Klal Yisrael

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For the Dutch congregation, see Klal Israël.

Klal Yisrael (Hebrew: כלל ישראל‎‎, likely literally: "The Whole of Israel") is a Yiddish expression used by rabbis for centuries. It may pre-date its usage in central Europe, but at the time of the large Jewish communities of Czechoslovakia, Poland and Romania in the 17th and 18th centuries, it was a common liturgical phrase used by rabbis in sermons to refer to all devout Jews[1] and their interconnection.[2]

After the re-emergence of Zionism among Jews it developed a slightly different meaning. For example, the Hibbat Zion movement used it in a wider sense to describe and promote a renewed sense of shared community and destiny among all Jews including secular Jews. It was particularly used to refer to the Jews in the Ottoman Palestine district prior to World War I and then to the Yishuv in the British Mandate. This contrasted with its original use in the diaspora, where prior to Zionism it had referred only to the faithful. It is used today primarily among Orthodox Jews, especially in North America.[3] It was defined and used differently by other Jewish movements, streams, and backgrounds such as Ladino Jews, as well as by those religious, non-religious, Zionist and non-Zionist.[4]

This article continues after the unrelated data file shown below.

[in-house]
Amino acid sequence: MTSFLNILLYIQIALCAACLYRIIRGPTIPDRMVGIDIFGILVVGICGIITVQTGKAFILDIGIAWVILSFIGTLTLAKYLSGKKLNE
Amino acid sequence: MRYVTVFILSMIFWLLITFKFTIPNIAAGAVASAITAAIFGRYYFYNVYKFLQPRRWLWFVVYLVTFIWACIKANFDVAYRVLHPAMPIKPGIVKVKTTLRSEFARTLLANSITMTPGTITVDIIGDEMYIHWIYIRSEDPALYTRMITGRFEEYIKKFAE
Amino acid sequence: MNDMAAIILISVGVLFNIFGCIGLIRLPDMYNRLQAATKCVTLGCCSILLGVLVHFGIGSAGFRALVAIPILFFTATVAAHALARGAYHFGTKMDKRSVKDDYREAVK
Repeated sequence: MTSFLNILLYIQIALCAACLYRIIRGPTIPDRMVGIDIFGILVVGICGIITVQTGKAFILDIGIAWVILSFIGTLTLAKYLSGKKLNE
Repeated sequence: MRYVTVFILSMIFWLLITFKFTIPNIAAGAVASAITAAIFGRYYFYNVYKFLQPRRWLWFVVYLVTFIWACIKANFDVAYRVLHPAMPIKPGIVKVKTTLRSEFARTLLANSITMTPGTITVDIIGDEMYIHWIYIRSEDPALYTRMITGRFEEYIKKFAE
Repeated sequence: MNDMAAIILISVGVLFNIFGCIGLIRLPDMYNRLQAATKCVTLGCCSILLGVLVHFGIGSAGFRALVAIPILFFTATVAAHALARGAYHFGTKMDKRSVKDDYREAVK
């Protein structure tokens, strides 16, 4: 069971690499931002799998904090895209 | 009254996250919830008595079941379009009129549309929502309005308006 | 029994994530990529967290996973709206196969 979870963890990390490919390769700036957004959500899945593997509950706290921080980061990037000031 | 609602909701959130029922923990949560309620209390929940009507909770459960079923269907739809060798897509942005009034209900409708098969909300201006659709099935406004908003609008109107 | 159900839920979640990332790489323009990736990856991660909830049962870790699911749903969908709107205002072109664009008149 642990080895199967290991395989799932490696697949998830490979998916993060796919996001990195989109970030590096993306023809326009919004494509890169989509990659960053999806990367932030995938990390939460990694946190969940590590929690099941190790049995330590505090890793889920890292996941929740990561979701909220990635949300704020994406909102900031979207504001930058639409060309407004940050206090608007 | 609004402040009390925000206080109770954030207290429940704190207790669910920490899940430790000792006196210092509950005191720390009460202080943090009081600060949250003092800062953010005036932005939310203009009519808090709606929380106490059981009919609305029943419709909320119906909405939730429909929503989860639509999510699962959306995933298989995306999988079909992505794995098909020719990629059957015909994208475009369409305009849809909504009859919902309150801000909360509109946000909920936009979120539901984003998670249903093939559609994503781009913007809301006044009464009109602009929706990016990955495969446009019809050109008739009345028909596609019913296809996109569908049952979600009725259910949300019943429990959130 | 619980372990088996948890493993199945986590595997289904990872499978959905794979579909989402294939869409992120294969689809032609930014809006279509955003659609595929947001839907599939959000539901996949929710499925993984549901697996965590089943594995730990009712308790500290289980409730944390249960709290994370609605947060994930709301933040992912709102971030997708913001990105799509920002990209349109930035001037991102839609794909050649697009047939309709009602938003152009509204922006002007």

1. ^ http://yiddish_english_roman_lat.enacademic.com/1774/klal-yisroel
  2. ^ http://www.answers.com/topic/kelal-israel
  3. ^ Klal Yisrael, Milon Morfix, in Hebrew
  4. ^ Almog, Shmuel; Reinharz, Jehuda; Shapira, Anita (1998). Zionism and Religion. UPNE. p. 46. ISBN 978-0-87451-882-5. 

See also[edit]